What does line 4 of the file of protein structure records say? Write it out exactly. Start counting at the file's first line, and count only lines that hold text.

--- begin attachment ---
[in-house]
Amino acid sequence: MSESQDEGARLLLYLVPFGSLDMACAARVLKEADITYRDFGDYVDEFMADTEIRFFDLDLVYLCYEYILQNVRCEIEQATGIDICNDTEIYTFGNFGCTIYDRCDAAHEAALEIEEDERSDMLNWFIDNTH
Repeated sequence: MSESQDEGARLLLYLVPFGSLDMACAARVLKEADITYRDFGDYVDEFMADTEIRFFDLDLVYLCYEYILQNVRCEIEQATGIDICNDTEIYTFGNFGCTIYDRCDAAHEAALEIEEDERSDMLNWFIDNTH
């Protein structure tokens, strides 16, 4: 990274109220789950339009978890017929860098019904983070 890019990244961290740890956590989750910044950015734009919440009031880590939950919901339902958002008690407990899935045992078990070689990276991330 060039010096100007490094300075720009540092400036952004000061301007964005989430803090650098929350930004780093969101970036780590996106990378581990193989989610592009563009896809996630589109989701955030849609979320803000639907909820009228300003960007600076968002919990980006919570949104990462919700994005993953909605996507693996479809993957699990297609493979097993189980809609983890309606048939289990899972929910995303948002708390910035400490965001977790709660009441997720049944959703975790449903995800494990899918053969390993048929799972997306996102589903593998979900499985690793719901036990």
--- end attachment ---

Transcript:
């Protein structure tokens, strides 16, 4: 990274109220789950339009978890017929860098019904983070 890019990244961290740890956590989750910044950015734009919440009031880590939950919901339902958002008690407990899935045992078990070689990276991330 060039010096100007490094300075720009540092400036952004000061301007964005989430803090650098929350930004780093969101970036780590996106990378581990193989989610592009563009896809996630589109989701955030849609979320803000639907909820009228300003960007600076968002919990980006919570949104990462919700994005993953909605996507693996479809993957699990297609493979097993189980809609983890309606048939289990899972929910995303948002708390910035400490965001977790709660009441997720049944959703975790449903995800494990899918053969390993048929799972997306996102589903593998979900499985690793719901036990």